Internet Key Exchange (IKE) is a key management protocol that establishes secure communication channels between two devices over the Internet. It has two versions—IKEv1 and IKEv2. IKEv2 is the preferred version as it is more secure and flexible.

IKE plays a crucial role in enabling virtual private networks (VPN) usage and securing communication between devices on different networks.

Imagine you want to send an important message over the Internet to a colleague working from home but you don’t want anyone else to intercept it. That’s where IKE comes in. It’s like a secret handshake that two devices (like your computer and your coworker’s) can use to create a secure tunnel for your message to travel through.

Read More about Internet Key Exchange

When using a VPN or sending a file over the Internet, you may be using IKE. Find out what that means and other details about this protocol.

What Does Internet Key Exchange Do?

The primary function of IKE is to establish secure communication between two Internet-connected devices. 

IKE doesn’t directly encrypt data but acts as a facilitator for creating a secure tunnel through which encrypted information can flow. Here’s a breakdown of how that occurs.

What does Internet Key Exchange do?
  • IKE acts as a middleman: It helps you and your coworker agree on a secret key (like a special handshake) that only you know. This key is like a password used to scramble and unscramble your message.
  • IKE helps verify identities: It makes sure you’re actually talking to your colleague and not someone pretending to be him, just like checking IDs at a gate. It prevents unauthorized access to your messages.
  • IKE creates a secure tunnel: Once everything is confirmed, IKE creates a private tunnel between your and your coworker’s devices. This tunnel is invisible to everyone else, but you and your colleague can send messages back and forth securely through it.

How Does Internet Key Exchange Work?

Two devices attempting to communicate using IKE go through a series of steps to establish a secure tunnel.

  1. Negotiation: The two devices exchange information about their capabilities, such as supported encryption algorithms and authentication methods.
  1. Authentication: They verify each other’s identities using methods like preshared keys, digital certificates, or public key cryptography.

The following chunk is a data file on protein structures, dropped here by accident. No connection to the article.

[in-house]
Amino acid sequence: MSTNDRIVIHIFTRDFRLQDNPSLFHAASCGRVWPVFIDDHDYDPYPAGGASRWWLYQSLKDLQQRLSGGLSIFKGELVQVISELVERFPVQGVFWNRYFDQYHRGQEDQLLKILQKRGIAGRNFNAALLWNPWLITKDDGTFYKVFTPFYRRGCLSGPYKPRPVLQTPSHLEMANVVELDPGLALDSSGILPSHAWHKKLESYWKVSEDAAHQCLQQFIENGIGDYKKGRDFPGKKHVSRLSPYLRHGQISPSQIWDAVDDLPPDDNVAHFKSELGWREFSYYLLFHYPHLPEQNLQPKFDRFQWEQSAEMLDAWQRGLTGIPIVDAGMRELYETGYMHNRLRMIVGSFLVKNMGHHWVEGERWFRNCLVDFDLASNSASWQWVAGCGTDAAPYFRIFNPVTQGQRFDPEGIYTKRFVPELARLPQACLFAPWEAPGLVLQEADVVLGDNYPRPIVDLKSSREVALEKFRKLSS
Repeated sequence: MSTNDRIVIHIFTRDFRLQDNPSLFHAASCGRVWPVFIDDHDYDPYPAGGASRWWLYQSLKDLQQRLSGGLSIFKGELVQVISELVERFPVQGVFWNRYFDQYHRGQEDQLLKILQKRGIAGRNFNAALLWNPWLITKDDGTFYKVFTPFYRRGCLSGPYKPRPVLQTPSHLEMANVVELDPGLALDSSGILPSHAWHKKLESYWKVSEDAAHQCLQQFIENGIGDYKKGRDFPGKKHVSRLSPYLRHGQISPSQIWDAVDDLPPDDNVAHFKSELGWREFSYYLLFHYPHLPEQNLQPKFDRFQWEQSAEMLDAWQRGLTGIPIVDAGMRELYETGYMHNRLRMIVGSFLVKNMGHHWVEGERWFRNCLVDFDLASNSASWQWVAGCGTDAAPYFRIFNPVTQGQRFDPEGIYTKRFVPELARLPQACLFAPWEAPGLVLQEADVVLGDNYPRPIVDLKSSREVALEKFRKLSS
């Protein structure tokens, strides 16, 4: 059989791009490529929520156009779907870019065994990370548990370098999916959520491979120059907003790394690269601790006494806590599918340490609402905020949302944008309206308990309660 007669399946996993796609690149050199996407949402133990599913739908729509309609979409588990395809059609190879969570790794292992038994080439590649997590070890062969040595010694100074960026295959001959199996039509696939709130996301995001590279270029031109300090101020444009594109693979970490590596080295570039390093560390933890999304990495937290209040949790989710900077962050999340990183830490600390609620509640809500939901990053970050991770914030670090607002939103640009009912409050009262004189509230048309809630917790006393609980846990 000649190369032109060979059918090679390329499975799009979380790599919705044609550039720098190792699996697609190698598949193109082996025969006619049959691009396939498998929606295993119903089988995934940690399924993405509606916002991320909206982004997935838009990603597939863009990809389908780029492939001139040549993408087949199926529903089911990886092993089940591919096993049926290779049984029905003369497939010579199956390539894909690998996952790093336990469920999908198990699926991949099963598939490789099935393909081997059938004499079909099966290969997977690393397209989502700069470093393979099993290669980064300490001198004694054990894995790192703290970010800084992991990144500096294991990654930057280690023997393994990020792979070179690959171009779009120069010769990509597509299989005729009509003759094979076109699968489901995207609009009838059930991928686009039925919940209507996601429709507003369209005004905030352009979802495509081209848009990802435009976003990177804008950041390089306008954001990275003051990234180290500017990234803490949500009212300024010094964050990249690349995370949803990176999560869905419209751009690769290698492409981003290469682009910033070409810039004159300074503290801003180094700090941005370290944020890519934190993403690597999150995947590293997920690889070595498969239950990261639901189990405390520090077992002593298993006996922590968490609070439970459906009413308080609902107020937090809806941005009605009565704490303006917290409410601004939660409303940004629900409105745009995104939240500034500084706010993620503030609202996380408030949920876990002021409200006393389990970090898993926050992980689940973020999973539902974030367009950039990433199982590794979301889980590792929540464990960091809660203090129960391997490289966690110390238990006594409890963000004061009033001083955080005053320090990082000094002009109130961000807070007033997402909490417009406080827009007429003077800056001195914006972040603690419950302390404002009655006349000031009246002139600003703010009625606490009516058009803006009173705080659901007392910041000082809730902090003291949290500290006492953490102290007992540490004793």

1. Key generation: Once authentication succeeds, IKE generates a shared secret key to encrypt and decrypt communications between devices, ensuring confidentiality.

Only after these three steps are finished can the two devices communicate securely. The process may sound complicated but, in reality, it only happens within seconds.

How Do IKEv1 and IKEv2 Differ?

IKE has two versions—IKEv1 and IKEv2. The first version dates back to 1998 and is considered outdated since it already has known vulnerabilities.

IKEv2 was released in 2005. It has better security features and performance and mobile device support. IKEv2 is the preferred version by most VPNs today. The specific differences between IKEv1 and IKEv2 are listed below.

  • Security: IKEv1 uses Message-Digest Algorithm 5 (MD5) and Secure Hash Algorithm 1 (SHA1) cryptography that are no longer considered secure since they have existing vulnerabilities that have been repeatedly exploited. IKEv2 uses more robust algorithms, such as SHA-256 and Advanced Encryption Standard (AES). These more modern cryptography standards are harder to compromise.
  • Performance: The negotiation phase in IKEv1 takes longer than in IKEv2 since IKEv1 requires more messages to be exchanged.
  • Mobility support: IKEv1 does not have built-in support for devices that frequently switch networks like mobile phones. Meanwhile, IKEv2 includes built-in mobile support, allowing such devices to maintain secure connections even when changing networks or using cellular data.
  • Flexibility: IKEv1 supports a limited number of authentication and key exchange methods, while IKEv2 can accept digital certificates, preshared keys, and other authentication methods.

IKEv2 is the recommended and more widely used option due to its enhanced security, improved performance, better mobile device support, and additional features. While IKEv1 may still be used by older VPN implementations, it’s generally considered outdated and less secure.

IKE is widely used by applications that require secure Internet communication. It may be working in the background while you upload files to the cloud, attend a Google Meet or Zoom meeting, access your work computer remotely, or connect to a VPN. IKE ensures the data you transmit remains confidential and protected from attackers.

Key Takeaways